Mujika, I., Padilla, S., Geyssant, A., & Chatard, J.C. (1997). Hematological responses to training and taper in competitive swimmers: Relationships with performance. Archives of Physiology and Biochemistry, 105(4), 379-385.

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This study monitored hematological changes and assessed the relationships between hematological variables and competition performance during 12 weeks of intense training and 4 weeks of taper in highly trained competitive swimmers (N = 8).

Venous blood samples were obtained in the mid-season (wk 10), before taper (wk 22) and after taper (wk 26). Ss participated in actual competitions within one week of each blood testing. Comparisons were made between Ss who improved performance with taper by more than 2% (n = 4) or less than 2% (n = 4).

Hemoglobin (Hb), mean corpuscular volume (MCV), mean corpuscular hemoglobin (MCH) and mean corpuscular hemoglobin concentration (MCHC) increased significantly during training. MCH and MCHC decreased during taper, while serum iron tended to increase (p = 0.07). Improvement in performance during taper was positively correlated with post-taper red cell count (r = 0.83, p < 0.05). Ss who improved by more than 2% had higher pre- and post-taper red cell count, and post-taper Hb and hematocrit.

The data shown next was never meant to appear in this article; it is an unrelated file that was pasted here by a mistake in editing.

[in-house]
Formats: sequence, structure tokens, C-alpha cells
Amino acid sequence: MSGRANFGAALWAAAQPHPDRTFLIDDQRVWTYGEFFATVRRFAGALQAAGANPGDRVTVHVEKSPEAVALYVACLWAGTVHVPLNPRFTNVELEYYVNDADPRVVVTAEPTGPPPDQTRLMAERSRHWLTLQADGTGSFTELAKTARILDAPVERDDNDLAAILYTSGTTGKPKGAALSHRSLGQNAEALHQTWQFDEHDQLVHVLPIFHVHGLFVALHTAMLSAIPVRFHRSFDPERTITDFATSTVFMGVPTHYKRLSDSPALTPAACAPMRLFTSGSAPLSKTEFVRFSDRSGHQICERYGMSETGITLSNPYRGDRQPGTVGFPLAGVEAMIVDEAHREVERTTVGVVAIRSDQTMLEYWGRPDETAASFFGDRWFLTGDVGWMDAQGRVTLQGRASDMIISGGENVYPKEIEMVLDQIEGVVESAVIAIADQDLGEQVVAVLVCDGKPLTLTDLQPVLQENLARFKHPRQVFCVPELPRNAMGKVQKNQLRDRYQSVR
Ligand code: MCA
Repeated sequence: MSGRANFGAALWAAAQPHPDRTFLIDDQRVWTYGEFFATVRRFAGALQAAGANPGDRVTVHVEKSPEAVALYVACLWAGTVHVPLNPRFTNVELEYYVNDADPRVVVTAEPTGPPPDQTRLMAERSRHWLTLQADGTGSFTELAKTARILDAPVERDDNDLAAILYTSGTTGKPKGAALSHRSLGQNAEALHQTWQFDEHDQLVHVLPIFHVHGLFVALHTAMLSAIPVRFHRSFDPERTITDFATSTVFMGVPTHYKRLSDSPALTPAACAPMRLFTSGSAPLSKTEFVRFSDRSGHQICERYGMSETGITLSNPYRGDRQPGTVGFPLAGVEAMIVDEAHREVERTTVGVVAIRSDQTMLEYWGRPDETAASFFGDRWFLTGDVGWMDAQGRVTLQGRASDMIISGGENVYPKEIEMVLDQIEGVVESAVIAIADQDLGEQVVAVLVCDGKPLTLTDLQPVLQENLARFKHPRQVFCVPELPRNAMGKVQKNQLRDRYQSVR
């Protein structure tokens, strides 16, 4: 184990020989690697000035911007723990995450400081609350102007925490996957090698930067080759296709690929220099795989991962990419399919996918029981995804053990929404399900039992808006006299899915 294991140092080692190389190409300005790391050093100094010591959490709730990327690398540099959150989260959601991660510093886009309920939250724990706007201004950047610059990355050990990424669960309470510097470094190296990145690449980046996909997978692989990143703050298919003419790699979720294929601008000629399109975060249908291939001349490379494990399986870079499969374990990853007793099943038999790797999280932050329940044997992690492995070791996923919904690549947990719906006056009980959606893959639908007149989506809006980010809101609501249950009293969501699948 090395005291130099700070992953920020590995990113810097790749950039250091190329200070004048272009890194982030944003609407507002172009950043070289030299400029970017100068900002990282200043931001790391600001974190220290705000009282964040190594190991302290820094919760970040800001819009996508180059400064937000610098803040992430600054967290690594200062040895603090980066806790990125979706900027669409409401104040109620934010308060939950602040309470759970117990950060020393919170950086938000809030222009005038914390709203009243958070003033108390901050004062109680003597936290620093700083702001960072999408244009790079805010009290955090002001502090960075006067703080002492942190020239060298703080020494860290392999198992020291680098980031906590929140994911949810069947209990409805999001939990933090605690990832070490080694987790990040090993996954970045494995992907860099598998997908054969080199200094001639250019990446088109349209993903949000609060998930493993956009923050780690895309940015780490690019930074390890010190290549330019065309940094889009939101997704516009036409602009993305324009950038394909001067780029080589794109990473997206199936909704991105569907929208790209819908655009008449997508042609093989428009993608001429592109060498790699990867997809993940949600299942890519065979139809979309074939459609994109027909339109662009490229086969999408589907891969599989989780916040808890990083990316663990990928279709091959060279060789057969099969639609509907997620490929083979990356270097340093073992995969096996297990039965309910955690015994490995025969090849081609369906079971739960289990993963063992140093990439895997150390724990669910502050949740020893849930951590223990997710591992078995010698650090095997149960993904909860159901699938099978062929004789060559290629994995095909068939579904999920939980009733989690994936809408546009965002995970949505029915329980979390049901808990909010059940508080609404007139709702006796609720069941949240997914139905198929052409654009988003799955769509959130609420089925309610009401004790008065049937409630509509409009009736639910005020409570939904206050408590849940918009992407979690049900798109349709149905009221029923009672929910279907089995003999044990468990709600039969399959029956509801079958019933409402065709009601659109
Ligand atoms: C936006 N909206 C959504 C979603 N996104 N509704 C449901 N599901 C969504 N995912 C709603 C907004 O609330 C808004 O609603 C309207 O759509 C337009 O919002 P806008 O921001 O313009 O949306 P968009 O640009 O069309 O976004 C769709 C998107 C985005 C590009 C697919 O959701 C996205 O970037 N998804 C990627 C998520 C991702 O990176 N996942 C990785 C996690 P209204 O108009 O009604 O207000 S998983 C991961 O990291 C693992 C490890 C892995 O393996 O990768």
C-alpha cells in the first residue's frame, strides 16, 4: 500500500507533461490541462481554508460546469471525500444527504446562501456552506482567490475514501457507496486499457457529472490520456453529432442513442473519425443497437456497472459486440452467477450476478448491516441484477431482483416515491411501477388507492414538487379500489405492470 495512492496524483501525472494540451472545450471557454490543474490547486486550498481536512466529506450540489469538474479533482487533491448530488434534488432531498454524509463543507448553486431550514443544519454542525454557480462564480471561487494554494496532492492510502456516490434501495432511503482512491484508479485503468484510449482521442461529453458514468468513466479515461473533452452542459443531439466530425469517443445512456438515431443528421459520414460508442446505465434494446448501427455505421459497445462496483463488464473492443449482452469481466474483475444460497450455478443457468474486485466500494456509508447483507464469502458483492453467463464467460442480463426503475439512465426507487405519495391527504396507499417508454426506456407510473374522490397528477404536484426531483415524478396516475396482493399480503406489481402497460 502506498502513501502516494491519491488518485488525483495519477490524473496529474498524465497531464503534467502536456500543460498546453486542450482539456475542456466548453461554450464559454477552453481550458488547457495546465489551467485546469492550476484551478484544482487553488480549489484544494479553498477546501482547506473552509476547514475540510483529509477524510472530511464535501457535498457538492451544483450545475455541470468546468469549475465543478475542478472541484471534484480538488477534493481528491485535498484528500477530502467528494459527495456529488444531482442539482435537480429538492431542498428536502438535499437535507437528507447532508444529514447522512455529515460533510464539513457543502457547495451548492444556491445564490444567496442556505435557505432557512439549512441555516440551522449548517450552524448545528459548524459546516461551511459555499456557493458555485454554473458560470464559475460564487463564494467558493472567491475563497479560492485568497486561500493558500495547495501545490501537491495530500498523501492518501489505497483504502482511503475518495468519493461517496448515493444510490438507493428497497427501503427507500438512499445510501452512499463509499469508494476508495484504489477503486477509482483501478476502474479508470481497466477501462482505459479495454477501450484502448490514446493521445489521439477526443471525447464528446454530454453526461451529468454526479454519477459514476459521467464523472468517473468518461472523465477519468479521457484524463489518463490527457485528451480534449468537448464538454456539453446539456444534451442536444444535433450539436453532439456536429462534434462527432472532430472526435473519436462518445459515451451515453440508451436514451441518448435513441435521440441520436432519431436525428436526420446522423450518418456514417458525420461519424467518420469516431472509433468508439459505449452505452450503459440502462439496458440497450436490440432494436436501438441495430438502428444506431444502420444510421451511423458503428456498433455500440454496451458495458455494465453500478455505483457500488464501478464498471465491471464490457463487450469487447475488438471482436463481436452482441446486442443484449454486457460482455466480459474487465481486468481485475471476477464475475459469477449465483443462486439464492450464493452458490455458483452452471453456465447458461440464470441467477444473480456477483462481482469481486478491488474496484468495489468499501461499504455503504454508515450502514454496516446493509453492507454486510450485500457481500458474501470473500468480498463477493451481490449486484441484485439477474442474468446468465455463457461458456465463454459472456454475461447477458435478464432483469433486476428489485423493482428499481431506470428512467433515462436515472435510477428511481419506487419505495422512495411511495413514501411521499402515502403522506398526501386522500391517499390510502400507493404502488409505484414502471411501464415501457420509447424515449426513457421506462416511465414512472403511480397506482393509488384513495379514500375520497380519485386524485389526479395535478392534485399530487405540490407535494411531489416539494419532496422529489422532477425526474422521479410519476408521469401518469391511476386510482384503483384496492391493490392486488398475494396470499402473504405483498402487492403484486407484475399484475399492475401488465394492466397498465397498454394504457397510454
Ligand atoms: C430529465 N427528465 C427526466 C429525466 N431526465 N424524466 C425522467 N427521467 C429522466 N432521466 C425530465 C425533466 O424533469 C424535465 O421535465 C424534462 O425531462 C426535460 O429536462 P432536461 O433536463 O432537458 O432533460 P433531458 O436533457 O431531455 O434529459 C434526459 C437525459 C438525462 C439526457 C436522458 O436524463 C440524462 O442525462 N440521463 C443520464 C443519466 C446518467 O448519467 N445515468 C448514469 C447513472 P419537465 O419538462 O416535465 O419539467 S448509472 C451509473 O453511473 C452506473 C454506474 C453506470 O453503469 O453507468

Intense training and taper appeared to influence the hematological status and performance capacity of the swimmers.

Implication. Contrary to what other studies have shown this investigation revealed a relationship between blood factors and improved performance after tapering in swimmers. It is likely that other factors not investigated here intervened to produce the performance change supporting the concept of performance improvements after taper being caused by a complexity of mechanisms rather than a few simple ones.

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